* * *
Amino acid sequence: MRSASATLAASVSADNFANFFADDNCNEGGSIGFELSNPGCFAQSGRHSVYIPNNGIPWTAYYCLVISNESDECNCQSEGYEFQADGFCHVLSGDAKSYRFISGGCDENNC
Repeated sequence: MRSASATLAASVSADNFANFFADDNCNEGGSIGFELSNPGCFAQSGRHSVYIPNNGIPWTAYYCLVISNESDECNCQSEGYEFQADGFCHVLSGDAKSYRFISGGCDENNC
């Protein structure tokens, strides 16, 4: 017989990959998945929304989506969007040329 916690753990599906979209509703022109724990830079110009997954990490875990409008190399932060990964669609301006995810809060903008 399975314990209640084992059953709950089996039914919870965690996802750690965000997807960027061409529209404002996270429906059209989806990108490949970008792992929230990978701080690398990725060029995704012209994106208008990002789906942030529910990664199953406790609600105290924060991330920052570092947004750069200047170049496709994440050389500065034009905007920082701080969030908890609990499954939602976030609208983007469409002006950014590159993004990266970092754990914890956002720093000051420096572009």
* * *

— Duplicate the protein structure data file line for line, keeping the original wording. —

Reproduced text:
Amino acid sequence: MRSASATLAASVSADNFANFFADDNCNEGGSIGFELSNPGCFAQSGRHSVYIPNNGIPWTAYYCLVISNESDECNCQSEGYEFQADGFCHVLSGDAKSYRFISGGCDENNC
Repeated sequence: MRSASATLAASVSADNFANFFADDNCNEGGSIGFELSNPGCFAQSGRHSVYIPNNGIPWTAYYCLVISNESDECNCQSEGYEFQADGFCHVLSGDAKSYRFISGGCDENNC
């Protein structure tokens, strides 16, 4: 017989990959998945929304989506969007040329 916690753990599906979209509703022109724990830079110009997954990490875990409008190399932060990964669609301006995810809060903008 399975314990209640084992059953709950089996039914919870965690996802750690965000997807960027061409529209404002996270429906059209989806990108490949970008792992929230990978701080690398990725060029995704012209994106208008990002789906942030529910990664199953406790609600105290924060991330920052570092947004750069200047170049496709994440050389500065034009905007920082701080969030908890609990499954939602976030609208983007469409002006950014590159993004990266970092754990914890956002720093000051420096572009």